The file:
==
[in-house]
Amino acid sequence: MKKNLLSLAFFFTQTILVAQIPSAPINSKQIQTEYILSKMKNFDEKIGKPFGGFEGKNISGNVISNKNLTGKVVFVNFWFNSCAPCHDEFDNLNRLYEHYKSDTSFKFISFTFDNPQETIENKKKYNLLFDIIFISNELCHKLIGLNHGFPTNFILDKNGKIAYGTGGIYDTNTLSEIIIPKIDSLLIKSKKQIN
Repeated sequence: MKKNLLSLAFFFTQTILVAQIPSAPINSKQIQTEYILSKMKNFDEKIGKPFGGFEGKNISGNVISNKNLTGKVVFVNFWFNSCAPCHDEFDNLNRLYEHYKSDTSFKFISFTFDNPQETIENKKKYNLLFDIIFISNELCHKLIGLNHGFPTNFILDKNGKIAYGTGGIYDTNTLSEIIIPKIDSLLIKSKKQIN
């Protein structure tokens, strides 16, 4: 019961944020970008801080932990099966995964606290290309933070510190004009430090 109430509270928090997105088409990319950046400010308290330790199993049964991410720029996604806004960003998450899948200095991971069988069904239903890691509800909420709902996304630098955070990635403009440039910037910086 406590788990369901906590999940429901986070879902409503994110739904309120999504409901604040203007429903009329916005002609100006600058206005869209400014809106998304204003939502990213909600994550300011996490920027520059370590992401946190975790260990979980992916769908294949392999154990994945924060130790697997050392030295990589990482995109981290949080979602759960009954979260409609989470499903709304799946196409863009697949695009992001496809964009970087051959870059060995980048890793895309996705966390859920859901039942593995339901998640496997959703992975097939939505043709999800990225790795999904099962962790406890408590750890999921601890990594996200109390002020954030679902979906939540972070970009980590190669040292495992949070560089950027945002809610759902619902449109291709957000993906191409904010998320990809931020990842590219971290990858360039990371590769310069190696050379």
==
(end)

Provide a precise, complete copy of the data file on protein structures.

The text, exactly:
[in-house]
Amino acid sequence: MKKNLLSLAFFFTQTILVAQIPSAPINSKQIQTEYILSKMKNFDEKIGKPFGGFEGKNISGNVISNKNLTGKVVFVNFWFNSCAPCHDEFDNLNRLYEHYKSDTSFKFISFTFDNPQETIENKKKYNLLFDIIFISNELCHKLIGLNHGFPTNFILDKNGKIAYGTGGIYDTNTLSEIIIPKIDSLLIKSKKQIN
Repeated sequence: MKKNLLSLAFFFTQTILVAQIPSAPINSKQIQTEYILSKMKNFDEKIGKPFGGFEGKNISGNVISNKNLTGKVVFVNFWFNSCAPCHDEFDNLNRLYEHYKSDTSFKFISFTFDNPQETIENKKKYNLLFDIIFISNELCHKLIGLNHGFPTNFILDKNGKIAYGTGGIYDTNTLSEIIIPKIDSLLIKSKKQIN
């Protein structure tokens, strides 16, 4: 019961944020970008801080932990099966995964606290290309933070510190004009430090 109430509270928090997105088409990319950046400010308290330790199993049964991410720029996604806004960003998450899948200095991971069988069904239903890691509800909420709902996304630098955070990635403009440039910037910086 406590788990369901906590999940429901986070879902409503994110739904309120999504409901604040203007429903009329916005002609100006600058206005869209400014809106998304204003939502990213909600994550300011996490920027520059370590992401946190975790260990979980992916769908294949392999154990994945924060130790697997050392030295990589990482995109981290949080979602759960009954979260409609989470499903709304799946196409863009697949695009992001496809964009970087051959870059060995980048890793895309996705966390859920859901039942593995339901998640496997959703992975097939939505043709999800990225790795999904099962962790406890408590750890999921601890990594996200109390002020954030679902979906939540972070970009980590190669040292495992949070560089950027945002809610759902619902449109291709957000993906191409904010998320990809931020990842590219971290990858360039990371590769310069190696050379």